The city’s temperature dipped to a single digit for the first time this season, with the minimum temperature plummeting to 9.4 degree Celsius on Sunday. The dip in temperature as well as the low wind speed contributed to the deterioration of the air quality of the city into the ‘poor’ category.
On Sunday, the maximum temperature was recorded at 22.8 degrees Celsius, three degrees below normal. The minimum temperature reached 9.4 degrees Celsius, which was a notch below the season’s normal. Between 5am and 7am, there was dense fog, which caused visibility at the Palam and Safdarjung observatories to fall to zero metres.
The overall Air Quality Index (AQI) reading of Delhi was also recorded at 250, in the ‘poor’ category, according to the Central Pollution Control Board (CPCB). At 8pm on Sunday, the air quality at Dwarka, Nehru Nagar, Jahangirpuri, Rohini, Wazirpur and Mundka monitoring stations had already reached the ‘very poor’ category. The AQI reading on Saturday was 193—in the ‘moderate’ category.
Scientists at the India Meteorological Department (IMD) said that the wind speed on Sunday hovered between 8-10kmph, which was not enough to disperse the pollutants. The dip in temperature also contributed to the worsening air quality.
“In the morning, the temperature dipped and the wind speed was not strong enough—these were the primary reasons behind the dip in air quality,” Kuldeep Srivastava, head of IMD’s regional weather forecasting centre, said.
Srivastava warned that in the coming days the AQI reading is expected to deteriorate further. On December 4, the forecast states that the minimum temperature is likely to reach nearly 8 degrees Celsius and the wind speed will also remain in the 4-6kmph range. As temperature falls, the air becomes colder and more dense and this traps the pollution particles closer to the ground, leading to deterioration of air quality.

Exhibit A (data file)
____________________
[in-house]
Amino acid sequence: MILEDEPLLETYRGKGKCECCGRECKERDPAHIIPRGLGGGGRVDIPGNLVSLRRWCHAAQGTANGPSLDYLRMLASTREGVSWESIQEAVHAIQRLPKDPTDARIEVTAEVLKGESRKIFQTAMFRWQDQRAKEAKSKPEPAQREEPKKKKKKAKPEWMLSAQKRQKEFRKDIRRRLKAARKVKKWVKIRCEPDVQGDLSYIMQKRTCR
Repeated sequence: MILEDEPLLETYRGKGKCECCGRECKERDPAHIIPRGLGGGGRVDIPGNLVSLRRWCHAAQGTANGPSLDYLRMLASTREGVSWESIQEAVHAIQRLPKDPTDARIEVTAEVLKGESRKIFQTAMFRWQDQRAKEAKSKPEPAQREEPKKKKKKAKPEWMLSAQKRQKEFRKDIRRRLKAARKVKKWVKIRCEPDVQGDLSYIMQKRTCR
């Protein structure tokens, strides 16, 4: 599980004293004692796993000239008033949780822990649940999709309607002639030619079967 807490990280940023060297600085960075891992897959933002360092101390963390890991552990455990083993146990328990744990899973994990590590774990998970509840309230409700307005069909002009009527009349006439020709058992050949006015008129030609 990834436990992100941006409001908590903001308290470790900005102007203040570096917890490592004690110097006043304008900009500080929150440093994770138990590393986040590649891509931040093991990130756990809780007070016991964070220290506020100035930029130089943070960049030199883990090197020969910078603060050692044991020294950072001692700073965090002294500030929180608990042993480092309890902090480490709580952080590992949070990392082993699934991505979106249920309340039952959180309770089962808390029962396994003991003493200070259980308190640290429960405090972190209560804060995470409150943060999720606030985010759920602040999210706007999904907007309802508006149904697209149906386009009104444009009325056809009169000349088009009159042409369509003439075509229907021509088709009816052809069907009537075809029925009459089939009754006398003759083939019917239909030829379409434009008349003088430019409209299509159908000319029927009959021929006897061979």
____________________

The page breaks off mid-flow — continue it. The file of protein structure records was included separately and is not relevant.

On Saturday, Delhi witnessed its first episode of dense fog, and after a day of breathing ‘satisfactory’ air on Friday the AQI levels reached ‘moderate’.
The Centre has asked all Metro rail corporations to install retrofitted devices in diesel generator (DG) sets being used by them, a move aimed at reducing particulate matter emissions from DG sets.
In a letter to the corporations, the union housing and urban affairs (HUA) ministry said that according to National Clean Air Programme (NCAP), DG sets contribute 7-18% to the ambient air pollution in non-attainment cities.
Non-attainment cities are areas with air quality worse than the National Ambient Air Quality (NAAQ) Standards.
There are several Metro rail corporations, including Delhi Metro, Chennai Metro and Bengaluru Metro.
The ministry said DG sets are used on a large scale in Metro line construction, emergency power supply in Metro rail, places with tourist infrastructure, central command rooms, wastewater treatment plants, construction and infrastructure works.
It also asked Metro rail corporations to use retrofitted emission control equipment with diesel generators having a minimum specified particulate matter capturing efficiency of at least 70%.
The government has also asked Metro rail corporations to shift to gas-based generators either by retrofitting existing generators for partial usage of gas (a mixture of diesel and gas) or buying new gas-based generators.
In a recent communication to ministry, Centre of Excellence for Research on Clean Air, IIT Delhi also mentioned there is a huge scope to reduce the adverse impact of pollution through installation of retrofitted emission control system in DG sets.
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